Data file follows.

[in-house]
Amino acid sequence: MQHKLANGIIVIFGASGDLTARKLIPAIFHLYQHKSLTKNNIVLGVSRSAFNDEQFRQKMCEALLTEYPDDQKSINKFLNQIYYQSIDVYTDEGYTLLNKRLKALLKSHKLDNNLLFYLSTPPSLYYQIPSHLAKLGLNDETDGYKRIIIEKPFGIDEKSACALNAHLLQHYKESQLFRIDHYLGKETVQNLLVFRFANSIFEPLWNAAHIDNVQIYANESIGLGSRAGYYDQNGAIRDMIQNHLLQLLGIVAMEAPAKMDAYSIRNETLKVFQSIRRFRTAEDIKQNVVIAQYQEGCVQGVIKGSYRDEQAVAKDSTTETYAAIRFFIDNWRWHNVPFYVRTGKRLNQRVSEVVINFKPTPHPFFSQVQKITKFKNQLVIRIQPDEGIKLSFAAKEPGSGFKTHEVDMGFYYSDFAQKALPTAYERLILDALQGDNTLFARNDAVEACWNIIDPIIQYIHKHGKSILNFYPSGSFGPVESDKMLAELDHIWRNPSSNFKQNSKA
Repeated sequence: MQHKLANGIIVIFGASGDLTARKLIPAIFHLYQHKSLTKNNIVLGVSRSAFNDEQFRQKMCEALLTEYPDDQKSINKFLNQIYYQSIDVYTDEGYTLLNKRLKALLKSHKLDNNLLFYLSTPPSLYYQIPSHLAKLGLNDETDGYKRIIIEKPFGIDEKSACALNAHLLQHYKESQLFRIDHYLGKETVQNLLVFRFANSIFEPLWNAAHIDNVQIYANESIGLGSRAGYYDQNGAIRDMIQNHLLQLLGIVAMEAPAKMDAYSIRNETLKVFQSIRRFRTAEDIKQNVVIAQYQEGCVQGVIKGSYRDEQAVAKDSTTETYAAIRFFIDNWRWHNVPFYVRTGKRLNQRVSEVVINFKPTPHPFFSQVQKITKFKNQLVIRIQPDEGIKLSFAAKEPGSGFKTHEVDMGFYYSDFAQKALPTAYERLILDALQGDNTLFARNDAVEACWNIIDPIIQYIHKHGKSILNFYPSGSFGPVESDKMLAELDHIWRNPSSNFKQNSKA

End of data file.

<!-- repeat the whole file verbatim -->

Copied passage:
[in-house]
Amino acid sequence: MQHKLANGIIVIFGASGDLTARKLIPAIFHLYQHKSLTKNNIVLGVSRSAFNDEQFRQKMCEALLTEYPDDQKSINKFLNQIYYQSIDVYTDEGYTLLNKRLKALLKSHKLDNNLLFYLSTPPSLYYQIPSHLAKLGLNDETDGYKRIIIEKPFGIDEKSACALNAHLLQHYKESQLFRIDHYLGKETVQNLLVFRFANSIFEPLWNAAHIDNVQIYANESIGLGSRAGYYDQNGAIRDMIQNHLLQLLGIVAMEAPAKMDAYSIRNETLKVFQSIRRFRTAEDIKQNVVIAQYQEGCVQGVIKGSYRDEQAVAKDSTTETYAAIRFFIDNWRWHNVPFYVRTGKRLNQRVSEVVINFKPTPHPFFSQVQKITKFKNQLVIRIQPDEGIKLSFAAKEPGSGFKTHEVDMGFYYSDFAQKALPTAYERLILDALQGDNTLFARNDAVEACWNIIDPIIQYIHKHGKSILNFYPSGSFGPVESDKMLAELDHIWRNPSSNFKQNSKA
Repeated sequence: MQHKLANGIIVIFGASGDLTARKLIPAIFHLYQHKSLTKNNIVLGVSRSAFNDEQFRQKMCEALLTEYPDDQKSINKFLNQIYYQSIDVYTDEGYTLLNKRLKALLKSHKLDNNLLFYLSTPPSLYYQIPSHLAKLGLNDETDGYKRIIIEKPFGIDEKSACALNAHLLQHYKESQLFRIDHYLGKETVQNLLVFRFANSIFEPLWNAAHIDNVQIYANESIGLGSRAGYYDQNGAIRDMIQNHLLQLLGIVAMEAPAKMDAYSIRNETLKVFQSIRRFRTAEDIKQNVVIAQYQEGCVQGVIKGSYRDEQAVAKDSTTETYAAIRFFIDNWRWHNVPFYVRTGKRLNQRVSEVVINFKPTPHPFFSQVQKITKFKNQLVIRIQPDEGIKLSFAAKEPGSGFKTHEVDMGFYYSDFAQKALPTAYERLILDALQGDNTLFARNDAVEACWNIIDPIIQYIHKHGKSILNFYPSGSFGPVESDKMLAELDHIWRNPSSNFKQNSKA